20 Sep High Dose Flu Vaccine In Elderly Reduced Overall Health Care Costs
Medical Research: What is the background for this study? What are the main findings?
Dr. Chit: Our analysis used data from a large-scale, multi-center efficacy trial, in which a higher-dose split-virus inactivated influenza vaccine (IIV-HD, Fluzone® High-Dose vaccine, Sanofi Pasteur) was compared to a standard-dose split-virus inactivated influenza vaccine (IIV-SD, Fluzone vaccine, Sanofi Pasteur) in persons 65 years of age and older. These data were supplemented with US healthcare cost data.
In the efficacy trial, a total of 31,989 adults 65 years of age and older were randomly assigned in a 1:1 ratio to receive either IIV-HD or IIV-SD and followed for six to eight months post-vaccination for the occurrence of influenza, serious adverse events, and medical encounters. Healthcare utilization (HCU) data were captured for all participants through a surveillance program that covered each influenza season, including the following events occurring within 30 days after any respiratory illness: use of prescription and non-prescription medications (limited to antipyretics/analgesics/non-steroidal anti-inflammatory drugs, antivirals and antibiotics), emergency room visits, non-routine or urgent care visits, and hospitalizations. In addition, all hospitalizations were captured for participants for the entire duration of the study.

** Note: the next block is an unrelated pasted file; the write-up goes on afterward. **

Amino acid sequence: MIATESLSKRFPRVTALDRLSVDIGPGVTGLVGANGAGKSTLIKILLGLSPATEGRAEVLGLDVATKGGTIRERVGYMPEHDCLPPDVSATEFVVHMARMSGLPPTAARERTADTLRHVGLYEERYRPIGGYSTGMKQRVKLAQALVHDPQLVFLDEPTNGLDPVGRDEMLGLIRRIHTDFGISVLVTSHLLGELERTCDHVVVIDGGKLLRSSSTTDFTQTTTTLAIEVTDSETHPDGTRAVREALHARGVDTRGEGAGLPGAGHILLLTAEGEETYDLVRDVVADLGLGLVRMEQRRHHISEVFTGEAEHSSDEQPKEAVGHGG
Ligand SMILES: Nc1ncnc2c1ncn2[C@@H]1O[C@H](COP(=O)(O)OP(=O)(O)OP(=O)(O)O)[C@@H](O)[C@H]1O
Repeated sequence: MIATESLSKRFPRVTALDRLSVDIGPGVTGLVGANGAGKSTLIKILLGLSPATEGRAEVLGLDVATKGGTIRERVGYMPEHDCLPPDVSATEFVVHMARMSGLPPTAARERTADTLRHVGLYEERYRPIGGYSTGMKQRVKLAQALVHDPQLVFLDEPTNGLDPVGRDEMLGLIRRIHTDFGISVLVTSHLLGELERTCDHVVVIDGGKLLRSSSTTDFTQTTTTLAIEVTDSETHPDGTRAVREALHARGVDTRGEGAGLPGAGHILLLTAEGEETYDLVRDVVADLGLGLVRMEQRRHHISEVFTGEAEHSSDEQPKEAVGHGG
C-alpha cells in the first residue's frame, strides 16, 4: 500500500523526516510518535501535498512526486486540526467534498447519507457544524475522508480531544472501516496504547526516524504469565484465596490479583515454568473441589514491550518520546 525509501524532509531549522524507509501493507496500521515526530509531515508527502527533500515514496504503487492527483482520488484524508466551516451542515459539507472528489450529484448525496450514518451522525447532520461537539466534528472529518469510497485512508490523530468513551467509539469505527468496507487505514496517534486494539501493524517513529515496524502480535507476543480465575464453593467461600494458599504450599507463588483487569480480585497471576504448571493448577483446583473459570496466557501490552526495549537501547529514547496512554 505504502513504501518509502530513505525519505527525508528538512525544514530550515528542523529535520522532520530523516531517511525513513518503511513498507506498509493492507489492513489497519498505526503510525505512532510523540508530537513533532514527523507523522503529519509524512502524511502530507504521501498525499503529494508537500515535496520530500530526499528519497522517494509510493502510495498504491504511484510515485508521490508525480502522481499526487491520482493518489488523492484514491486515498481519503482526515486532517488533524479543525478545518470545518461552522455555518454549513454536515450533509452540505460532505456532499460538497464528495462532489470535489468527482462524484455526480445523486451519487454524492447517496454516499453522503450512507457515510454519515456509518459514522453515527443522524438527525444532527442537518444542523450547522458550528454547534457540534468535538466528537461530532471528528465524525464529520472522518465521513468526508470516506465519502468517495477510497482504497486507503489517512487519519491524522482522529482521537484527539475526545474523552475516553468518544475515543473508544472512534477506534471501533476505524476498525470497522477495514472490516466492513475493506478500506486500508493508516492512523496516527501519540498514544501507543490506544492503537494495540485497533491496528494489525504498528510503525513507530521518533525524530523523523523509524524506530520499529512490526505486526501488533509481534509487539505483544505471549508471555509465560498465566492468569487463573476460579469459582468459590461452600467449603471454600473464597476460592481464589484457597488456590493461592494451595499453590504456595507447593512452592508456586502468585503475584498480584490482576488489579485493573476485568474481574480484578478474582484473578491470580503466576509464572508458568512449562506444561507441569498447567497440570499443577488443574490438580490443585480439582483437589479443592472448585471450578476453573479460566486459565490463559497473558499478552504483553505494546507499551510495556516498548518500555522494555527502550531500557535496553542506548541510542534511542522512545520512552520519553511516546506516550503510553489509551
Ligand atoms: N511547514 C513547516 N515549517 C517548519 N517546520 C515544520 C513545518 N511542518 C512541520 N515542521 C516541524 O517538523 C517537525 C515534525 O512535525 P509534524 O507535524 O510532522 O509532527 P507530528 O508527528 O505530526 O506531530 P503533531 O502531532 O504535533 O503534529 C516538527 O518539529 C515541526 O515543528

The primary results from the efficacy trial were published in The New England Journal of Medicine, which reported that IIV-HD was 24.2% (95% confidence interval [CI], 9.7% to 36.5%) more effective in preventing laboratory-confirmed influenza-like illness compared to IIV-SD.1 In the current supplemental analysis of the trial, we used US healthcare cost data to evaluate economic impacts of using IIV-HD compared to IIV-SD within the efficacy trial participants. In this analysis, total healthcare payer costs (the combined costs of study vaccine, prescription drugs, emergency room visits, non-routine and urgent-care visits, and hospital admissions) were about $116 less per person.
- DiazGranados et al, NEJM, 2014;14;371(7):635-45
Medical Research: What should clinicians and patients take away from your report?
Dr. Chit: In this newly published economic evaluation, total healthcare payer costs, which included vaccine costs, were about $116 less per person who received IIV-HD.
Medical Research: What recommendations do you have for future research as a result of this study?
Dr. Chit: New cost-effectiveness analyses of IIV-HD should focus on other populations eligible to receive IIV-HD that were not covered in our analysis—e.g., residents of nursing homes. Further, the design of our analysis provides an example of how a cost-effectiveness analysis can be added onto a randomized controlled trial.
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Dr Ayman Chit PhD (2015). High Dose Flu Vaccine In Elderly Reduced Overall Health Care Costs